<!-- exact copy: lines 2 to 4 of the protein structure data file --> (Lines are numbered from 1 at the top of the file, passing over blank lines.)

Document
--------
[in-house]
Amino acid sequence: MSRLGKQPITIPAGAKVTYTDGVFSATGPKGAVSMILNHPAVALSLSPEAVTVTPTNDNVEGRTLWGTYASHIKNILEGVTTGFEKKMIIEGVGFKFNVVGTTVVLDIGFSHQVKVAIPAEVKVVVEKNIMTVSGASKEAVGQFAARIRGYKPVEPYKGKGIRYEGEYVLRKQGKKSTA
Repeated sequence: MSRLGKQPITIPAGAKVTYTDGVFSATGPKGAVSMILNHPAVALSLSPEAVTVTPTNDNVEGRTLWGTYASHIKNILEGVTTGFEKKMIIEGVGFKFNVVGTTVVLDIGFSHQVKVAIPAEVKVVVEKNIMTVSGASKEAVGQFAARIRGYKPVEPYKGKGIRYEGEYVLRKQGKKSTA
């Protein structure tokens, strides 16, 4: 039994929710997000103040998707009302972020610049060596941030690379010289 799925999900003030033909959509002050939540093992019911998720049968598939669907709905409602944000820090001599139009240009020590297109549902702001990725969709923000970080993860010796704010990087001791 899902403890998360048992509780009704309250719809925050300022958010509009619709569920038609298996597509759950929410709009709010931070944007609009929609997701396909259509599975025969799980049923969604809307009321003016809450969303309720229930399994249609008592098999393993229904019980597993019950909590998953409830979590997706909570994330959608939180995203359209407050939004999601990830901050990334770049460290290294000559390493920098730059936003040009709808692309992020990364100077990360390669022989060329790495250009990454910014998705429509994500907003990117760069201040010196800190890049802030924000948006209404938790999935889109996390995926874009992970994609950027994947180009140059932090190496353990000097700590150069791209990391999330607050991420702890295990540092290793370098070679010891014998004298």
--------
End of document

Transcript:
Amino acid sequence: MSRLGKQPITIPAGAKVTYTDGVFSATGPKGAVSMILNHPAVALSLSPEAVTVTPTNDNVEGRTLWGTYASHIKNILEGVTTGFEKKMIIEGVGFKFNVVGTTVVLDIGFSHQVKVAIPAEVKVVVEKNIMTVSGASKEAVGQFAARIRGYKPVEPYKGKGIRYEGEYVLRKQGKKSTA
Repeated sequence: MSRLGKQPITIPAGAKVTYTDGVFSATGPKGAVSMILNHPAVALSLSPEAVTVTPTNDNVEGRTLWGTYASHIKNILEGVTTGFEKKMIIEGVGFKFNVVGTTVVLDIGFSHQVKVAIPAEVKVVVEKNIMTVSGASKEAVGQFAARIRGYKPVEPYKGKGIRYEGEYVLRKQGKKSTA
């Protein structure tokens, strides 16, 4: 039994929710997000103040998707009302972020610049060596941030690379010289 799925999900003030033909959509002050939540093992019911998720049968598939669907709905409602944000820090001599139009240009020590297109549902702001990725969709923000970080993860010796704010990087001791 899902403890998360048992509780009704309250719809925050300022958010509009619709569920038609298996597509759950929410709009709010931070944007609009929609997701396909259509599975025969799980049923969604809307009321003016809450969303309720229930399994249609008592098999393993229904019980597993019950909590998953409830979590997706909570994330959608939180995203359209407050939004999601990830901050990334770049460290290294000559390493920098730059936003040009709808692309992020990364100077990360390669022989060329790495250009990454910014998705429509994500907003990117760069201040010196800190890049802030924000948006209404938790999935889109996390995926874009992970994609950027994947180009140059932090190496353990000097700590150069791209990391999330607050991420702890295990540092290793370098070679010891014998004298």